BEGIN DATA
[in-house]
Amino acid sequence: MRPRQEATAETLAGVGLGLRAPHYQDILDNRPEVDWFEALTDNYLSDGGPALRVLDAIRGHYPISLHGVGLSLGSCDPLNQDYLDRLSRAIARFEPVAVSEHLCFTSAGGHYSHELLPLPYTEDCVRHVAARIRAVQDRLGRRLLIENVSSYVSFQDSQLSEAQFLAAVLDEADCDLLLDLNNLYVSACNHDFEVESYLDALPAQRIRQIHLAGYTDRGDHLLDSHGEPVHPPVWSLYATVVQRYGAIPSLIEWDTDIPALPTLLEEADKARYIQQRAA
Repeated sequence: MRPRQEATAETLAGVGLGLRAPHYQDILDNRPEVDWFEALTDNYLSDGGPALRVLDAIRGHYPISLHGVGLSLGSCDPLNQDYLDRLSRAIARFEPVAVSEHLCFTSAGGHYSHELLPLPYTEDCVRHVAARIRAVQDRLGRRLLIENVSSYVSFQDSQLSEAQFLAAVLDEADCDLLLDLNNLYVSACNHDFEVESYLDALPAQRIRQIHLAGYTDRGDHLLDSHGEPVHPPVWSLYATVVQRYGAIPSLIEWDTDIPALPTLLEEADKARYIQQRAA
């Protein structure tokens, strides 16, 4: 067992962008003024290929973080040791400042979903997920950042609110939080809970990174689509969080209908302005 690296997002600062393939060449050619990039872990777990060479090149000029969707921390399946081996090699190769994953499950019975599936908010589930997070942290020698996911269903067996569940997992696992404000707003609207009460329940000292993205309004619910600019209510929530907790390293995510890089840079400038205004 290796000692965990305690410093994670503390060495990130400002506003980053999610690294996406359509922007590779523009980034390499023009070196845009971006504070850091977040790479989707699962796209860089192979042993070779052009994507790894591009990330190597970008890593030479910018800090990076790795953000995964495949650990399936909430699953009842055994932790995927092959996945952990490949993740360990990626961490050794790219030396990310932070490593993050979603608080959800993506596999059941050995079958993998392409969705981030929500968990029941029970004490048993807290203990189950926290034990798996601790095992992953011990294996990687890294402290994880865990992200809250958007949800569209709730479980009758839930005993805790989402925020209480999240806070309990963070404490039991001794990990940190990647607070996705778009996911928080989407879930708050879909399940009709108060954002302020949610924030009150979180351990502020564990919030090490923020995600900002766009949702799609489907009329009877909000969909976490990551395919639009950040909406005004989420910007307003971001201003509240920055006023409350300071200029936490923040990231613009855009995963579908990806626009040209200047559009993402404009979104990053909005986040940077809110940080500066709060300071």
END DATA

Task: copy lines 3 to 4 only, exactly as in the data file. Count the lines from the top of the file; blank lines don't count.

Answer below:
Repeated sequence: MRPRQEATAETLAGVGLGLRAPHYQDILDNRPEVDWFEALTDNYLSDGGPALRVLDAIRGHYPISLHGVGLSLGSCDPLNQDYLDRLSRAIARFEPVAVSEHLCFTSAGGHYSHELLPLPYTEDCVRHVAARIRAVQDRLGRRLLIENVSSYVSFQDSQLSEAQFLAAVLDEADCDLLLDLNNLYVSACNHDFEVESYLDALPAQRIRQIHLAGYTDRGDHLLDSHGEPVHPPVWSLYATVVQRYGAIPSLIEWDTDIPALPTLLEEADKARYIQQRAA
């Protein structure tokens, strides 16, 4: 067992962008003024290929973080040791400042979903997920950042609110939080809970990174689509969080209908302005 690296997002600062393939060449050619990039872990777990060479090149000029969707921390399946081996090699190769994953499950019975599936908010589930997070942290020698996911269903067996569940997992696992404000707003609207009460329940000292993205309004619910600019209510929530907790390293995510890089840079400038205004 290796000692965990305690410093994670503390060495990130400002506003980053999610690294996406359509922007590779523009980034390499023009070196845009971006504070850091977040790479989707699962796209860089192979042993070779052009994507790894591009990330190597970008890593030479910018800090990076790795953000995964495949650990399936909430699953009842055994932790995927092959996945952990490949993740360990990626961490050794790219030396990310932070490593993050979603608080959800993506596999059941050995079958993998392409969705981030929500968990029941029970004490048993807290203990189950926290034990798996601790095992992953011990294996990687890294402290994880865990992200809250958007949800569209709730479980009758839930005993805790989402925020209480999240806070309990963070404490039991001794990990940190990647607070996705778009996911928080989407879930708050879909399940009709108060954002302020949610924030009150979180351990502020564990919030090490923020995600900002766009949702799609489907009329009877909000969909976490990551395919639009950040909406005004989420910007307003971001201003509240920055006023409350300071200029936490923040990231613009855009995963579908990806626009040209200047559009993402404009979104990053909005986040940077809110940080500066709060300071």